From the Archive: General William Westmoreland

Daniel Hautzinger
General William Westmoreland and President Lyndon B. Johnson. April 4, 1968. Photo: Lyndon B. Johnson Presidential Library, Audiovisual Archives
General William Westmoreland and President Lyndon B. Johnson. April 4, 1968. Photo: Lyndon B. Johnson Presidential Library, Audiovisual Archives

As Ken Burns and Lynn Novick's monumental The Vietnam War approaches – the first of ten parts premieres Sunday, September 17 at 7:00 pm – we're looking back into out archive at programs that discuss the war. (You can explore more archival video and photographs as well as the stories of Chicago veterans and contemporary articles about the war on our Vietnam War microsite.)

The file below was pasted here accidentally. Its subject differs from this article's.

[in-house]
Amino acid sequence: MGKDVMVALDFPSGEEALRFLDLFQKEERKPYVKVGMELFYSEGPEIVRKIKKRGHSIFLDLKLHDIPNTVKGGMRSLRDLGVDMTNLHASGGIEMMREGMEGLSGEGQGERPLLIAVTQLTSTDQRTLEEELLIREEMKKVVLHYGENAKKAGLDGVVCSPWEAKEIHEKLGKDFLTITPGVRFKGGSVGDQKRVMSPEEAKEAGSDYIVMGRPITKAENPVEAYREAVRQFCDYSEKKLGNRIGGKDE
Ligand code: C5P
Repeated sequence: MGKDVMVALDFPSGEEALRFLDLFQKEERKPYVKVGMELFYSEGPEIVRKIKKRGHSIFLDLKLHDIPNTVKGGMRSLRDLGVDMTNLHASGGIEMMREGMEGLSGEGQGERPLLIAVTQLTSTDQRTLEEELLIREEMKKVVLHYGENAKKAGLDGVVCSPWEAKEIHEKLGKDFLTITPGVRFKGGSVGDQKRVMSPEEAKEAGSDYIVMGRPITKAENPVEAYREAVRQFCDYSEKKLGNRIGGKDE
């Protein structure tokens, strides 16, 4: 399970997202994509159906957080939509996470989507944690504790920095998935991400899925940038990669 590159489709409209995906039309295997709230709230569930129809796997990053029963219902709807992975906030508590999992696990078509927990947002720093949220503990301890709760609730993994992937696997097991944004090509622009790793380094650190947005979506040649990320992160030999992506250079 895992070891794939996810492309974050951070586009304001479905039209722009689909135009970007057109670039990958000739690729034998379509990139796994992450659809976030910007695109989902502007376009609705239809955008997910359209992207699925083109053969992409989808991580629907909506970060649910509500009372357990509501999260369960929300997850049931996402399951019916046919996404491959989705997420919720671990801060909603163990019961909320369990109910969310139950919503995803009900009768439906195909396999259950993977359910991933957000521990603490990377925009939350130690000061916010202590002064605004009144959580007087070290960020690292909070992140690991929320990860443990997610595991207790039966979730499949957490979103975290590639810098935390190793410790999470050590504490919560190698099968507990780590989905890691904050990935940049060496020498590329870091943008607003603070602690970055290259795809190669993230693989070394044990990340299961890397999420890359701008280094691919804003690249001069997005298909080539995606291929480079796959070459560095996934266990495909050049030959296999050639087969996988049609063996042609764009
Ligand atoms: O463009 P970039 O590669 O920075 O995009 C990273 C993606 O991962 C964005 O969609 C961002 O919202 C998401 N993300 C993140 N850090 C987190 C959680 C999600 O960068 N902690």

In 1976, WTTW's John Callaway conducted two interviews with General William Westmoreland, the military commander of U.S. forces in Vietnam from 1964 until 1968. The general discussed the difficulty of conducting this war, given the political interference and widespread press coverage; the justification of the war by the Truman Doctrine; the questionable decisions made; and the governmental obfuscation that opened up a deep public mistrust, still with us today. The war "came about as the result of a series of very serious political blunders. It didn't have to be that way," he says.

The Vietnam War
General William Westmoreland
From the Archive
John Callaway